So, it turns out that a quarter of Irish people are unhappy in their current jobs, but the majority of people cant find the self confidence to move onwards and upwards

51% of Irish workers admitted not applying for a new job because of a lack of confidence, according to new research by LinkedIn.

The reasons people felt a lack of confidence were pretty varied: 

42% of professionals lacking confidence thought they didn’t have strong enough experience, while 40% thought that there were better candidates for the role and 40% were apprehensive about leaving their comfort zone.

This self-doubt applies to all professionals surveyed, with almost a third  of all workers surveyed questioning whether they would like their new job or if it is worse than their current position; almost 2 in 10 professionals stating that they are scared of rejection and failure; and 18% also admitting that they do not know what to do next.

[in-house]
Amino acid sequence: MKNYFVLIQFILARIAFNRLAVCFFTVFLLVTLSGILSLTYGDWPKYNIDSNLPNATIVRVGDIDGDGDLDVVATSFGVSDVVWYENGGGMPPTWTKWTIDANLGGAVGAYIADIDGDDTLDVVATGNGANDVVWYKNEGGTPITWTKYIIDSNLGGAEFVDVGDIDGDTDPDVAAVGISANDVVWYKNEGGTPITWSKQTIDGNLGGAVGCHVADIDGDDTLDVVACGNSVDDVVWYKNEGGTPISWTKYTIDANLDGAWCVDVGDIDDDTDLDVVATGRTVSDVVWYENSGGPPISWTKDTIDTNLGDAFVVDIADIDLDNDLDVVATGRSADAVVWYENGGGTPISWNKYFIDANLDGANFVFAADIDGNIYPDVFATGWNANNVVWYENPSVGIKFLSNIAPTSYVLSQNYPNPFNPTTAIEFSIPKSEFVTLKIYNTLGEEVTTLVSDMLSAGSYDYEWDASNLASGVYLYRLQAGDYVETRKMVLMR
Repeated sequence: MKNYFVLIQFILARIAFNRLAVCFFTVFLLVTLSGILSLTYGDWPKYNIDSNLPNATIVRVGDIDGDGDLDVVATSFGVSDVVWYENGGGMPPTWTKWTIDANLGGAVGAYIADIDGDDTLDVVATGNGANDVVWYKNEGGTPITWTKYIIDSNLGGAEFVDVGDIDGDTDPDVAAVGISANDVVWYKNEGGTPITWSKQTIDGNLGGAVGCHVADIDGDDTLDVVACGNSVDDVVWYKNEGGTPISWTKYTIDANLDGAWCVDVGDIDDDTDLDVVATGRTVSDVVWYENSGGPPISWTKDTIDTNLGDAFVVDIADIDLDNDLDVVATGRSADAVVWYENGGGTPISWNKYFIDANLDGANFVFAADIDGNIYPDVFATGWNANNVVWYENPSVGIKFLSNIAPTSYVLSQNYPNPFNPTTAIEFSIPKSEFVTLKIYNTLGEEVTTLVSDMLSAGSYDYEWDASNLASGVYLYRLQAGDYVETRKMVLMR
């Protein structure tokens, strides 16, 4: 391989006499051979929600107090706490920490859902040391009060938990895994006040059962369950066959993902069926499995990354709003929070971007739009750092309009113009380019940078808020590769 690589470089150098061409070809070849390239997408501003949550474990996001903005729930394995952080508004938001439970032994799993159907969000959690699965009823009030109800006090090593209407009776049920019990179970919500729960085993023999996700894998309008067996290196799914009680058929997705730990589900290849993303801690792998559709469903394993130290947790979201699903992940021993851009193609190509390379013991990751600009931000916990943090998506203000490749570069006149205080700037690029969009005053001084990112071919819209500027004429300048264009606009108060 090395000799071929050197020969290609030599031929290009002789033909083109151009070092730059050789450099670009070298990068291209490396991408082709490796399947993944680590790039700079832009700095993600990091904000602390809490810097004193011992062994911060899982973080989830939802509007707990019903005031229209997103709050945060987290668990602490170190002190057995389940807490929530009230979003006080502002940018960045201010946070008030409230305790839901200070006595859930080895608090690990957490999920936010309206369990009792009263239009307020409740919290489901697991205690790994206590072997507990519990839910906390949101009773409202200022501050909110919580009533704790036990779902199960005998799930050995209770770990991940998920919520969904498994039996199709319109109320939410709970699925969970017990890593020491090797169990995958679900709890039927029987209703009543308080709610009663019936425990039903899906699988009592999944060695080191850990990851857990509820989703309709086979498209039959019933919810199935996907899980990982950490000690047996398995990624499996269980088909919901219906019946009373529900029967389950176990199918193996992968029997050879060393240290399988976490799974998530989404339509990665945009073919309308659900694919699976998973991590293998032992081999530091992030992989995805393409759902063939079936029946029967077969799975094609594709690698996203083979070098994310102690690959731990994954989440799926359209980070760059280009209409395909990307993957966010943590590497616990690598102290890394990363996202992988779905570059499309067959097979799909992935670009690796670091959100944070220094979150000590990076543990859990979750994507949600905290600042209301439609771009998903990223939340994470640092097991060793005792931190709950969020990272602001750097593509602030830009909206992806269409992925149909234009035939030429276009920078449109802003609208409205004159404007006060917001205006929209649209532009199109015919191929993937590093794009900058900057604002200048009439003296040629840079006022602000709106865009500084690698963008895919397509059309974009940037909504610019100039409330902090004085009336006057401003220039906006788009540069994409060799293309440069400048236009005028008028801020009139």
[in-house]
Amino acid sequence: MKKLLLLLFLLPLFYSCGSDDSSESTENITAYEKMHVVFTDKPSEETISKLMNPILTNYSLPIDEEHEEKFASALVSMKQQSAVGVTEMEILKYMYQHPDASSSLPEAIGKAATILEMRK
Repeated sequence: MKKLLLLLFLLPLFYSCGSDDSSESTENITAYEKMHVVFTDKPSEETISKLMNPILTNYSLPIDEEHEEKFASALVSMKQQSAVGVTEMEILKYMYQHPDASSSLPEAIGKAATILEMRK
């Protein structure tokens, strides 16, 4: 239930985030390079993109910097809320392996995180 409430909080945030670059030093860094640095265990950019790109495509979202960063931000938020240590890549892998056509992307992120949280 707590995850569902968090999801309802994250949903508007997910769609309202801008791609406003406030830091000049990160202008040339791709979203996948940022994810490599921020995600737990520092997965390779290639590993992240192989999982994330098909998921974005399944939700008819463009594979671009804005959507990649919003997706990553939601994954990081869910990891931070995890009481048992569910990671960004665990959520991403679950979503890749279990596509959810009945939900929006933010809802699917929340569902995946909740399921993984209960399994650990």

However, LinkedIn's Jobstacle research found that there are a few tools people can utilise to help them charge up with enough confidence to move roles. 

One of the methods to overcome their lack of confidence was talking to someone in a similar role so they would know what to expect, with a third of professionals saying that such a conversation would be helpful.

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24% of the research participants say that they are currently in a role that they are unhappy with or uninspired by. The lack of job motivation typically leads to people moving on quite quickly, with three quarters of people unhappy with their previous job admitting that they had been in the role less than a year before they applied for a new job.

When asked about the biggest motivational factors for applying for a new job, two thirds  of professionals say that a salary increase would tempt them to apply for a new role.

This was followed by better benefits like flexible working hours and healthcare (41%) and better work life balance (41%).

The appeal of feeling wanted was also a plus with four out of ten workers saying that they would be more likely to apply for a role if they were approached about it.